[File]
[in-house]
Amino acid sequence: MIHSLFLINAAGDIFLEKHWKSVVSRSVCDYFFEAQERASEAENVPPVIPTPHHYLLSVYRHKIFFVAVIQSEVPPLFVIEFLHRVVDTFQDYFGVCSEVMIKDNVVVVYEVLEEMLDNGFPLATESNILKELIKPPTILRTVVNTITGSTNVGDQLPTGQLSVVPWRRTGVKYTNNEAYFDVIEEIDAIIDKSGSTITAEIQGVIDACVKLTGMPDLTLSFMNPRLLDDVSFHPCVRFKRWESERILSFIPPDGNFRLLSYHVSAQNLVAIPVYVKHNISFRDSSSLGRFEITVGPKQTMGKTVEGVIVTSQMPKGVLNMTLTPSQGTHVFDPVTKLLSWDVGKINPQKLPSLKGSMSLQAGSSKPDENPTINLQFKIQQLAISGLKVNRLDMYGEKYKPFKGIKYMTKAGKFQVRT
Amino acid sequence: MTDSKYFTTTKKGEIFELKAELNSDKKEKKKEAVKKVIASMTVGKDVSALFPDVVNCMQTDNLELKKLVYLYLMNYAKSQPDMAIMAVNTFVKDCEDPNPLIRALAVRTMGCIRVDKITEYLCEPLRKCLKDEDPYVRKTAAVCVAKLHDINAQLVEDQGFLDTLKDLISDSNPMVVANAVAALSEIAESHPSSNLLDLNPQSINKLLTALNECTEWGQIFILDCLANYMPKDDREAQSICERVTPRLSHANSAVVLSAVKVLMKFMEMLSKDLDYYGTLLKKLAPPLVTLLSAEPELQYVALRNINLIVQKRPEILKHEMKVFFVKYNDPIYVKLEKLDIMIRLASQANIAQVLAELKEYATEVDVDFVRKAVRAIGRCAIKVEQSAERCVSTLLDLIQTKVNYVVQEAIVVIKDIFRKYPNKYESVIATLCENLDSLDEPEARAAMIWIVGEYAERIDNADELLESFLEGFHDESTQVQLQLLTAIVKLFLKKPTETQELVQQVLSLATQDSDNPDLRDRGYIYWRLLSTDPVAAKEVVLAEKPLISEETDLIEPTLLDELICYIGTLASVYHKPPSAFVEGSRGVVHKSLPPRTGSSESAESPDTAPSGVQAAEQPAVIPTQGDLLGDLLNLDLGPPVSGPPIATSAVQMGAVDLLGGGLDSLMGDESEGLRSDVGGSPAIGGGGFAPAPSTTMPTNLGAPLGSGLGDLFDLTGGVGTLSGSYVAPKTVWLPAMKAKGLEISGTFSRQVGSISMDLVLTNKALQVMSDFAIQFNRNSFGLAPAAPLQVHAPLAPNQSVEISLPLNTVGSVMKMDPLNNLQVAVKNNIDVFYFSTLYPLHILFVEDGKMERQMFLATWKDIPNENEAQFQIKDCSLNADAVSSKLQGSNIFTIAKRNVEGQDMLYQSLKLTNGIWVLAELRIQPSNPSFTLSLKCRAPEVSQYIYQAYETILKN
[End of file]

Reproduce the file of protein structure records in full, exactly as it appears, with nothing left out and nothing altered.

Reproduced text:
[in-house]
Amino acid sequence: MIHSLFLINAAGDIFLEKHWKSVVSRSVCDYFFEAQERASEAENVPPVIPTPHHYLLSVYRHKIFFVAVIQSEVPPLFVIEFLHRVVDTFQDYFGVCSEVMIKDNVVVVYEVLEEMLDNGFPLATESNILKELIKPPTILRTVVNTITGSTNVGDQLPTGQLSVVPWRRTGVKYTNNEAYFDVIEEIDAIIDKSGSTITAEIQGVIDACVKLTGMPDLTLSFMNPRLLDDVSFHPCVRFKRWESERILSFIPPDGNFRLLSYHVSAQNLVAIPVYVKHNISFRDSSSLGRFEITVGPKQTMGKTVEGVIVTSQMPKGVLNMTLTPSQGTHVFDPVTKLLSWDVGKINPQKLPSLKGSMSLQAGSSKPDENPTINLQFKIQQLAISGLKVNRLDMYGEKYKPFKGIKYMTKAGKFQVRT
Amino acid sequence: MTDSKYFTTTKKGEIFELKAELNSDKKEKKKEAVKKVIASMTVGKDVSALFPDVVNCMQTDNLELKKLVYLYLMNYAKSQPDMAIMAVNTFVKDCEDPNPLIRALAVRTMGCIRVDKITEYLCEPLRKCLKDEDPYVRKTAAVCVAKLHDINAQLVEDQGFLDTLKDLISDSNPMVVANAVAALSEIAESHPSSNLLDLNPQSINKLLTALNECTEWGQIFILDCLANYMPKDDREAQSICERVTPRLSHANSAVVLSAVKVLMKFMEMLSKDLDYYGTLLKKLAPPLVTLLSAEPELQYVALRNINLIVQKRPEILKHEMKVFFVKYNDPIYVKLEKLDIMIRLASQANIAQVLAELKEYATEVDVDFVRKAVRAIGRCAIKVEQSAERCVSTLLDLIQTKVNYVVQEAIVVIKDIFRKYPNKYESVIATLCENLDSLDEPEARAAMIWIVGEYAERIDNADELLESFLEGFHDESTQVQLQLLTAIVKLFLKKPTETQELVQQVLSLATQDSDNPDLRDRGYIYWRLLSTDPVAAKEVVLAEKPLISEETDLIEPTLLDELICYIGTLASVYHKPPSAFVEGSRGVVHKSLPPRTGSSESAESPDTAPSGVQAAEQPAVIPTQGDLLGDLLNLDLGPPVSGPPIATSAVQMGAVDLLGGGLDSLMGDESEGLRSDVGGSPAIGGGGFAPAPSTTMPTNLGAPLGSGLGDLFDLTGGVGTLSGSYVAPKTVWLPAMKAKGLEISGTFSRQVGSISMDLVLTNKALQVMSDFAIQFNRNSFGLAPAAPLQVHAPLAPNQSVEISLPLNTVGSVMKMDPLNNLQVAVKNNIDVFYFSTLYPLHILFVEDGKMERQMFLATWKDIPNENEAQFQIKDCSLNADAVSSKLQGSNIFTIAKRNVEGQDMLYQSLKLTNGIWVLAELRIQPSNPSFTLSLKCRAPEVSQYIYQAYETILKN